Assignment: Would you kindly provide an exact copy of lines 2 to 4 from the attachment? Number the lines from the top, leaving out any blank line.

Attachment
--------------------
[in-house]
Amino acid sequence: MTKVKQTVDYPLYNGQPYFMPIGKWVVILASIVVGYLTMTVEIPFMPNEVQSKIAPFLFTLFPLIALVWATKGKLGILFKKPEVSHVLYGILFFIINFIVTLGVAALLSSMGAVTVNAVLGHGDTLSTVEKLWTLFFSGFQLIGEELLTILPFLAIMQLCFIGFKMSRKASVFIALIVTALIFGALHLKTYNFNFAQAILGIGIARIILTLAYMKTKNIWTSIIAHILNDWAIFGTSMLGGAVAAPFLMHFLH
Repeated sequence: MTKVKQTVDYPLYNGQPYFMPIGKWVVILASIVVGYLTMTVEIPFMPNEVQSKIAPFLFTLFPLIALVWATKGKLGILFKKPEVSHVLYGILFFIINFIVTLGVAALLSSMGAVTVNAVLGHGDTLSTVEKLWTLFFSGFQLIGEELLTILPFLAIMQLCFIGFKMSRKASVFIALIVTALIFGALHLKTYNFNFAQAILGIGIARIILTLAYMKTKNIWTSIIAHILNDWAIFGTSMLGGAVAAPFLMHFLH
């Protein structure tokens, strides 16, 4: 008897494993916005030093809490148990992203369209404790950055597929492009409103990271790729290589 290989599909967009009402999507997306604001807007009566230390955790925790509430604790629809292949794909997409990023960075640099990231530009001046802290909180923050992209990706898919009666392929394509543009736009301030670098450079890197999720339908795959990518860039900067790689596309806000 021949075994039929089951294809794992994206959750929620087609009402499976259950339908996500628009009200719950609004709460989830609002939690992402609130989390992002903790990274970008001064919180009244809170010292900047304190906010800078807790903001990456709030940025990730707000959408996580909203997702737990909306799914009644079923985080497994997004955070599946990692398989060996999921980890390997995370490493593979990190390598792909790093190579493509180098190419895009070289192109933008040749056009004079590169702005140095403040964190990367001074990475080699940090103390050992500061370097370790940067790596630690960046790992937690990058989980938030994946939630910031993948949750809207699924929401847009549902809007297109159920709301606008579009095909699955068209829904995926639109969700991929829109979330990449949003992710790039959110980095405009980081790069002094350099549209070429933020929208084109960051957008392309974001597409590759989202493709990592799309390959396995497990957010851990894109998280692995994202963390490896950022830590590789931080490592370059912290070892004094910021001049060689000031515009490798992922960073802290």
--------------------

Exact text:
Amino acid sequence: MTKVKQTVDYPLYNGQPYFMPIGKWVVILASIVVGYLTMTVEIPFMPNEVQSKIAPFLFTLFPLIALVWATKGKLGILFKKPEVSHVLYGILFFIINFIVTLGVAALLSSMGAVTVNAVLGHGDTLSTVEKLWTLFFSGFQLIGEELLTILPFLAIMQLCFIGFKMSRKASVFIALIVTALIFGALHLKTYNFNFAQAILGIGIARIILTLAYMKTKNIWTSIIAHILNDWAIFGTSMLGGAVAAPFLMHFLH
Repeated sequence: MTKVKQTVDYPLYNGQPYFMPIGKWVVILASIVVGYLTMTVEIPFMPNEVQSKIAPFLFTLFPLIALVWATKGKLGILFKKPEVSHVLYGILFFIINFIVTLGVAALLSSMGAVTVNAVLGHGDTLSTVEKLWTLFFSGFQLIGEELLTILPFLAIMQLCFIGFKMSRKASVFIALIVTALIFGALHLKTYNFNFAQAILGIGIARIILTLAYMKTKNIWTSIIAHILNDWAIFGTSMLGGAVAAPFLMHFLH
């Protein structure tokens, strides 16, 4: 008897494993916005030093809490148990992203369209404790950055597929492009409103990271790729290589 290989599909967009009402999507997306604001807007009566230390955790925790509430604790629809292949794909997409990023960075640099990231530009001046802290909180923050992209990706898919009666392929394509543009736009301030670098450079890197999720339908795959990518860039900067790689596309806000 021949075994039929089951294809794992994206959750929620087609009402499976259950339908996500628009009200719950609004709460989830609002939690992402609130989390992002903790990274970008001064919180009244809170010292900047304190906010800078807790903001990456709030940025990730707000959408996580909203997702737990909306799914009644079923985080497994997004955070599946990692398989060996999921980890390997995370490493593979990190390598792909790093190579493509180098190419895009070289192109933008040749056009004079590169702005140095403040964190990367001074990475080699940090103390050992500061370097370790940067790596630690960046790992937690990058989980938030994946939630910031993948949750809207699924929401847009549902809007297109159920709301606008579009095909699955068209829904995926639109969700991929829109979330990449949003992710790039959110980095405009980081790069002094350099549209070429933020929208084109960051957008392309974001597409590759989202493709990592799309390959396995497990957010851990894109998280692995994202963390490896950022830590590789931080490592370059912290070892004094910021001049060689000031515009490798992922960073802290």